The Mirror of Stories: Examinations of Miguel Ángel Asturias’ “Leyenda de la Tatuana” and Ahmet Hilmi’s Awakened Dreams, and a retelling of a myth

Plan Author

  • Avellana Ross, 2019

Fields of Concentration

Faculty Sponsors

Outside Evaluator

  • Jonathan Pitcher, Bennington College


My Plan is composed of two papers, a short story, and an examination. The first paper is concerned with how stories heal a character called Raji in Ahmet Hilmi’s ​Awakened Dreams, taking away his suffering at the transience of things through changing the way in which he sees the world. The second paper is a criticism of Miguel Ángel Asturias’ adaptation of Mayan sacred text and a secular Mexican legend within the story “Leyenda de la Tatuana” of his ​Leyendas de Guatemala​. The third component is a storybook, about a woman who escapes from the world of death, and a paper that introduces the story and discusses the process of creating it.


In essence, Ahmet Hilmi’s ​Awakened Dreams​ may be read not only as a literary or religious visionary text, but also​ ​as a coherent model of how a fractured vision of reality might be healed through stories. This model can be examined through analysis of the novel and through applying critical perspectives concerning the function of sacred stories. Stories change Raji’s vision of the world through their use of patterns and familiar myths, through their representations of reality and unreality, and through revision of his ideas around nothingness.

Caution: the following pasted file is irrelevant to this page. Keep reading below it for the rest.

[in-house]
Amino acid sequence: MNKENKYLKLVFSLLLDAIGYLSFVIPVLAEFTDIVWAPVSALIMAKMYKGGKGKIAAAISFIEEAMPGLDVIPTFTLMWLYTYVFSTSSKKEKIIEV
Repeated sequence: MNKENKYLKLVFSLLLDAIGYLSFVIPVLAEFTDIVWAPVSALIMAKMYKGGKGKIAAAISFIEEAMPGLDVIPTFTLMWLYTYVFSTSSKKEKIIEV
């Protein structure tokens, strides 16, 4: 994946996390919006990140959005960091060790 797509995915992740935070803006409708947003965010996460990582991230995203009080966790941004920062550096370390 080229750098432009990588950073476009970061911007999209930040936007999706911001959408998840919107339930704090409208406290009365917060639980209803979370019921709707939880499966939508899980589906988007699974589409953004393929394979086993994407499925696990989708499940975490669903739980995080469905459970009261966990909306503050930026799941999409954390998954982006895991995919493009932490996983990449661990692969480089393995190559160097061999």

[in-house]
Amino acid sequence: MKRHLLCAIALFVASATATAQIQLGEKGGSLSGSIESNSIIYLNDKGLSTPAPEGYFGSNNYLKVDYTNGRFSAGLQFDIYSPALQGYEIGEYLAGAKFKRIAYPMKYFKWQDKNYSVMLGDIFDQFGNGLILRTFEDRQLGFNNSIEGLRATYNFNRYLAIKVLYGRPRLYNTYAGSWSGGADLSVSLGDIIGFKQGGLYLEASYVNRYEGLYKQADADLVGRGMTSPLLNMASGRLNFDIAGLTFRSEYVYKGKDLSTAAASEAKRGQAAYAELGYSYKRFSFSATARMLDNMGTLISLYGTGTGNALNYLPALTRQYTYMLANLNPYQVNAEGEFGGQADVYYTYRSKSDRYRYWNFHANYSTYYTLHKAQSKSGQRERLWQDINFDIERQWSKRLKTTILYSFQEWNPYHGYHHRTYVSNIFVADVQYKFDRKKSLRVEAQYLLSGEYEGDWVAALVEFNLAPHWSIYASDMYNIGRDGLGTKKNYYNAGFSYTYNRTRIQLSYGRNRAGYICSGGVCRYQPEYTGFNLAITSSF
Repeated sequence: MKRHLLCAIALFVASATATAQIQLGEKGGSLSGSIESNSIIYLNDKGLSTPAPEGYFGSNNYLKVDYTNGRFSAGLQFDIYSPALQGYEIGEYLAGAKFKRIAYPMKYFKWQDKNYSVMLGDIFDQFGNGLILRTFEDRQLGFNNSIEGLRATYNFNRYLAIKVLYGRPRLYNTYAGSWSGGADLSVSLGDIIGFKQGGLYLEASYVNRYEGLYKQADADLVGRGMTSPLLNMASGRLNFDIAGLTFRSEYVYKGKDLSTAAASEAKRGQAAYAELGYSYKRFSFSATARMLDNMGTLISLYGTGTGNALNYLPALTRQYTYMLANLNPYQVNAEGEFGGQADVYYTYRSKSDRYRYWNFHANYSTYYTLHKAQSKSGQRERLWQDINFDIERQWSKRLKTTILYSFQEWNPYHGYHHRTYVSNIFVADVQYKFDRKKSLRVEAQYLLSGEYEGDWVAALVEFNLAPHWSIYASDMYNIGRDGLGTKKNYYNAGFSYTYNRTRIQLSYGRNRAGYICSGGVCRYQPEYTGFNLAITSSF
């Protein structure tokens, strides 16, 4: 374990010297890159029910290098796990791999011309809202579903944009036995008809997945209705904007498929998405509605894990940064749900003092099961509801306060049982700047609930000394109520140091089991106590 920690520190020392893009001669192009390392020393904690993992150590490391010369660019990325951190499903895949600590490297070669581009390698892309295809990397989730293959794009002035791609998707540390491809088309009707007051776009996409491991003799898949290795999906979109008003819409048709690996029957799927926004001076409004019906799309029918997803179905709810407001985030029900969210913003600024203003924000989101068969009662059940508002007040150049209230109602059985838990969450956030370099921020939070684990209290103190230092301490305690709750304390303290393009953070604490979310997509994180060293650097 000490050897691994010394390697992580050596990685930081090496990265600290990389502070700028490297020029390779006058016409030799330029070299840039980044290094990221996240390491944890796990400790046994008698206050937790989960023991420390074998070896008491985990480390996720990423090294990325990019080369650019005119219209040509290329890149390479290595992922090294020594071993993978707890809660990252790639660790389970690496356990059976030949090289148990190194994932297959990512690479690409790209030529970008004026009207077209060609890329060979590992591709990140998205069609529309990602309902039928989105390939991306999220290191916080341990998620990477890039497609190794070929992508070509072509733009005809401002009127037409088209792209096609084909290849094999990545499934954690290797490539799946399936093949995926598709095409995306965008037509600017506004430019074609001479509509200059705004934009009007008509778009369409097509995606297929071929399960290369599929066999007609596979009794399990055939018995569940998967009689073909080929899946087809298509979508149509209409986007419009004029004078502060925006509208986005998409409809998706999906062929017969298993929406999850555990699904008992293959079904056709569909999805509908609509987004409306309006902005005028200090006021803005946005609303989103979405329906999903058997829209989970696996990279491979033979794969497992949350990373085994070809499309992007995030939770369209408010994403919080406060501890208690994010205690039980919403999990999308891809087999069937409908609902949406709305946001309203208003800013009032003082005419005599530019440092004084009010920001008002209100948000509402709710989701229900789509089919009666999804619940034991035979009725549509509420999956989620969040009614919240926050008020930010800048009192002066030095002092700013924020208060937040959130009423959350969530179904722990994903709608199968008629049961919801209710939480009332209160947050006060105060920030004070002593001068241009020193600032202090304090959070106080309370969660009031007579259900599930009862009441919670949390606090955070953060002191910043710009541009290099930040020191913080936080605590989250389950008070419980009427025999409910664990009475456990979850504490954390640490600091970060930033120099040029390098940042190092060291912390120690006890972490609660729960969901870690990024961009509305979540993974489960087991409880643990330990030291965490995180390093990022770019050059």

Each of the legends in ​Leyendas de Guatemala​ builds upon a number of different sources, mainly the religious traditions and the secular folklore of the former Maya regions of Guatemala and Mexico. These are present to a different extent in each legend, but there is a constant tension between these braided strands that is held throughout the novel. If “Leyenda del volcán” seems to take place in the mythic time of the religious sources, “Leyenda del tesoro del lugar florido” is almost completely fixed in the secular or historical time. However, “Leyenda de La Tatuana,” with two main sources, moves between sacred and secular time at different points in the narrative.

Debajo de los bosques, debajo de los ríos, debajo de la tierra, vivían los señores de Xibalbá. Ellos eran los señores de las sombras, de la sangre y del pudrimiento. Si no hubiera pudrimiento, las flores no hubieran podido crecer. Si no hubiera sangre, los cuerpos no hubieran podido crecer. Si no hubiera sombras, no podríamos ver a dónde vamos. Según los maya, había una temporada para las sombras y para el pudrimiento, pero la temporada que le sigue es de luz y de semillas que brotan.


My best memory is laughing with my Plan sponsors and reading aloud parts of the novels. I also liked reading for a long while, then getting up and taking a long walk, then writing a sentence or two.

The inspiration for my Plan was simply the stories that I read as a child and their endless ocean of meanings that stayed with me all these years, combined with a long time of dipping my toes into the pools of classics, religious studies, literature, botany, chemistry, languages, and so many other things. The skills of empathy, imagination, and looking closely for deeper meaning, which I tried to cultivate in my Plan work, will help me in whatever work I do after this.